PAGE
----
Conceptual model

Diagram of causal linkages among a set of concepts believed to be related to a particular public health problem. A proximal-to-distal conceptual model is a schematic representation of how concepts may be related to (a) a disease state, (b) a drug under development and (c) each other. It can help establish which of these concepts should be prioritized for measurement in a given trial.

Content validity*

Evidence from qualitative research demonstrating that the instrument measures the concept of interest, including evidence that the items and domains of an instrument are appropriate and comprehensive relative to its intended measurement concept, population, and use. Testing other psychometric properties will not replace or rectify problems with content validity.



Composed of several items and represented by a specific score. An instrument generally comprises multiple domains and measures a larger concept. For example, the VAPI questionnaire assesses subjects' perception and acceptance of influenza vaccination and its subsequent injection site reactions, and it is composed of four domains measuring bother from injection site reactions, arm movement, sleep and acceptability.



Individual question, statement, or task (and its standardized response options) that is evaluated by the patient to address a particular concept.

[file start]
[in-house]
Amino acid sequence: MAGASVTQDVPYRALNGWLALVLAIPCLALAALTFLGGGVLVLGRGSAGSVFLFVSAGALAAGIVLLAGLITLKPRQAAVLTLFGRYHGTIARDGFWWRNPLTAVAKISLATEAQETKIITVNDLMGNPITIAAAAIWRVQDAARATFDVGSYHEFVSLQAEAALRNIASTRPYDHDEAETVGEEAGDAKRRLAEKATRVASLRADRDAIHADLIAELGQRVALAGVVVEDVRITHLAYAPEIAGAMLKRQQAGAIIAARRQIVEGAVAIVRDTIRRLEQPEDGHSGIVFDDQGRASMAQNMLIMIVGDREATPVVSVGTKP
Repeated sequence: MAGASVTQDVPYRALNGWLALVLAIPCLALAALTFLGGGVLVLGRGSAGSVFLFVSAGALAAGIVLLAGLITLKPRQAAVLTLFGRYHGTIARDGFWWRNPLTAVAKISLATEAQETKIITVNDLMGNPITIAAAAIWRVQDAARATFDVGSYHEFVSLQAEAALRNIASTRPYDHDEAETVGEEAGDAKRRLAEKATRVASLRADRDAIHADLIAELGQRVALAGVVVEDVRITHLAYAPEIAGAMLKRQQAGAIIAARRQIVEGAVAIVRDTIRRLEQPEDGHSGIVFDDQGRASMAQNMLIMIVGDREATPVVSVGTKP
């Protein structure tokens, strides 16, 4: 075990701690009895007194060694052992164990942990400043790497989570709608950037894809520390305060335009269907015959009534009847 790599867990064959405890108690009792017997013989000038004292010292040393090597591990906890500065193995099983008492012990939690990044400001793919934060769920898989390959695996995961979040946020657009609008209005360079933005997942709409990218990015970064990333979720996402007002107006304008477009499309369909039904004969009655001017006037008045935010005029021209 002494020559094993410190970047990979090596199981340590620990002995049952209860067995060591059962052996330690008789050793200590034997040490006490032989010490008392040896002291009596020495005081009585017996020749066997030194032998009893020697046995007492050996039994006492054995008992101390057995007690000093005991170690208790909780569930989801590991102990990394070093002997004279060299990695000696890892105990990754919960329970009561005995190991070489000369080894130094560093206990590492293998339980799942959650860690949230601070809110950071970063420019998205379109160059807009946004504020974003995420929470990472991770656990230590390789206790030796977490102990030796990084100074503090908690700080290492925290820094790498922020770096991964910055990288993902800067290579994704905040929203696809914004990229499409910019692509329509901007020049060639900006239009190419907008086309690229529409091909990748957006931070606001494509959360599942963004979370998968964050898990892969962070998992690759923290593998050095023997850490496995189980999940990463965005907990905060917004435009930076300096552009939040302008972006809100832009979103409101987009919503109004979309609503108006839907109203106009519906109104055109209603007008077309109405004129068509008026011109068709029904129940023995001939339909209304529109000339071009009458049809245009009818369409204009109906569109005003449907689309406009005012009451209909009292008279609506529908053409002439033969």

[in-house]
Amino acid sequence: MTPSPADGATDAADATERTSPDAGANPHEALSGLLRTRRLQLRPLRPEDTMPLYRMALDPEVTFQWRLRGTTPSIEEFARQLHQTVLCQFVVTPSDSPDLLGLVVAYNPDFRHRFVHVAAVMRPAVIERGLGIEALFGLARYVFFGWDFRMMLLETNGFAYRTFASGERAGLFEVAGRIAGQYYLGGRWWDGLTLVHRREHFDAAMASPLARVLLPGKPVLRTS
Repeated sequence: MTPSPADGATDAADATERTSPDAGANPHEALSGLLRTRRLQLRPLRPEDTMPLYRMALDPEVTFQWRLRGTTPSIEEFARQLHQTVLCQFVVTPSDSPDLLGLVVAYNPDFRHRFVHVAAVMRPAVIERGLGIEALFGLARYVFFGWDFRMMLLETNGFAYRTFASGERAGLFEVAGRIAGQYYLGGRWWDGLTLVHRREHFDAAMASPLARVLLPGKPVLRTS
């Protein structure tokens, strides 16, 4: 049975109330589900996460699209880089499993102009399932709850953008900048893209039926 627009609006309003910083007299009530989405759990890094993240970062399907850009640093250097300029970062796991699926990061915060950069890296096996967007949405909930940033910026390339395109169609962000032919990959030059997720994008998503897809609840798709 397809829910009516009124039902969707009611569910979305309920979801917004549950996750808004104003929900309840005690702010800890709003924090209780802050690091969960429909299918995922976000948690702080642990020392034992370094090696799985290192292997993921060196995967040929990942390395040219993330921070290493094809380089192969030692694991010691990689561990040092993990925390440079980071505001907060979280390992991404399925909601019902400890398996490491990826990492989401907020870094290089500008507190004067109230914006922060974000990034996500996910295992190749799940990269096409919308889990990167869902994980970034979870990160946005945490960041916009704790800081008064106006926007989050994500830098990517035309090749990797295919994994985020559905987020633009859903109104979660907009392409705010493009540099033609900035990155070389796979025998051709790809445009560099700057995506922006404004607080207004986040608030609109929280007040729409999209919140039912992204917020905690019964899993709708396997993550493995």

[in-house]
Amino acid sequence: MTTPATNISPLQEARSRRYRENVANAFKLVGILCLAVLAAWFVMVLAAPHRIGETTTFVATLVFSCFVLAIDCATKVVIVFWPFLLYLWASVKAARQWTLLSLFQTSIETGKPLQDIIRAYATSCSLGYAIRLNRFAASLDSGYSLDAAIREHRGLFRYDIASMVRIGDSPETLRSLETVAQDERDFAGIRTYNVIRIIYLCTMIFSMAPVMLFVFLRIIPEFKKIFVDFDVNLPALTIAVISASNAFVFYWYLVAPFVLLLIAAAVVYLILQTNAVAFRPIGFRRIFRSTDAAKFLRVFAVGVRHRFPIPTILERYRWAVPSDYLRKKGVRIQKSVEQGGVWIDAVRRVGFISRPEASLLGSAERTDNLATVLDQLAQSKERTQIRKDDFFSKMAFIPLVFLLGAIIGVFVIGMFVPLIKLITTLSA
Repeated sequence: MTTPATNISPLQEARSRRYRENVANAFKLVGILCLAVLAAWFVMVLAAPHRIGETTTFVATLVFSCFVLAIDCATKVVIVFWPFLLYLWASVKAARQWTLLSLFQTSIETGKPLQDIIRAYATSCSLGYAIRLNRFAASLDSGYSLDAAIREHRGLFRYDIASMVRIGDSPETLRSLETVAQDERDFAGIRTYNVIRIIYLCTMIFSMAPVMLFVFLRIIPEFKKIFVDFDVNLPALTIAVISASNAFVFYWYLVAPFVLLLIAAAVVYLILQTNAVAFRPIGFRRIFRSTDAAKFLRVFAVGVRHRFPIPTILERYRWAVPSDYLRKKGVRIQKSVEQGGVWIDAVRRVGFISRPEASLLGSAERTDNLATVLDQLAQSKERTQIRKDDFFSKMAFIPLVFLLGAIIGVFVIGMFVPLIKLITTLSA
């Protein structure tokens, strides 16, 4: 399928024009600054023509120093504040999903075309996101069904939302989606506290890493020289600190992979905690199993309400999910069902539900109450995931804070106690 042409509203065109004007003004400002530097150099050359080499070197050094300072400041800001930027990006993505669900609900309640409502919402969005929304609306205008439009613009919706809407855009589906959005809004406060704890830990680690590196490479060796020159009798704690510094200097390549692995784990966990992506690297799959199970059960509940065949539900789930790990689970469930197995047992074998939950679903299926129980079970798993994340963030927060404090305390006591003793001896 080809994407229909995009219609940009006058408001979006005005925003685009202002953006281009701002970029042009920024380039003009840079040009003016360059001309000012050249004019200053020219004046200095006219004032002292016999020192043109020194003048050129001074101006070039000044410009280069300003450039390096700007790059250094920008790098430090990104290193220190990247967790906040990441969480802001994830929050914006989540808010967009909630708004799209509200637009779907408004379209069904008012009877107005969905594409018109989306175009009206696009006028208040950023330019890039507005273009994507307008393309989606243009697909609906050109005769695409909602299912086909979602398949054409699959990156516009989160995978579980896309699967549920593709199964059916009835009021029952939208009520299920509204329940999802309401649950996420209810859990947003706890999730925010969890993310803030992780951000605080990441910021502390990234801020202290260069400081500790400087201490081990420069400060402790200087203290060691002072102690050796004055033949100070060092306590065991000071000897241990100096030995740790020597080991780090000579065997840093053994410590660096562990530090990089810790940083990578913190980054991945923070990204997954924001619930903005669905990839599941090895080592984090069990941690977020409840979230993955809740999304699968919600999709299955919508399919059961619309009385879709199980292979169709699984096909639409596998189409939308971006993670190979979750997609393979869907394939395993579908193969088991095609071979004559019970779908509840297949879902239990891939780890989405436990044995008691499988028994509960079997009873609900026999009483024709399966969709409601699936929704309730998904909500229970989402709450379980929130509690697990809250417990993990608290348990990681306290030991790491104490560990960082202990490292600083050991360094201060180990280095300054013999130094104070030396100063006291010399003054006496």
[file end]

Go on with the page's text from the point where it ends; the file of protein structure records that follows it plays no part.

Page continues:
Observer-reported outcome (ObsRO)*

Based on an observation by someone other than the patient or an health care professional, this may be a parent, spouse, or other non-clinical caregiver who is in a position to regularly observe and report on a specific aspect of the patient’s health. It does not include medical judgment or interpretation. The use of observer reports is encouraged for patients who cannot respond for themselves (e.g., infants or cognitively impaired). It only includes events or behaviors that can be observed. For example, observers cannot validly report an infant’s pain intensity (a symptom) but can report infant behavior thought to be caused by pain (e.g., crying or wincing). Examples of ObsROs include a parent report of a child’s vomiting episodes or a teacher report of child’s functioning in the classroom.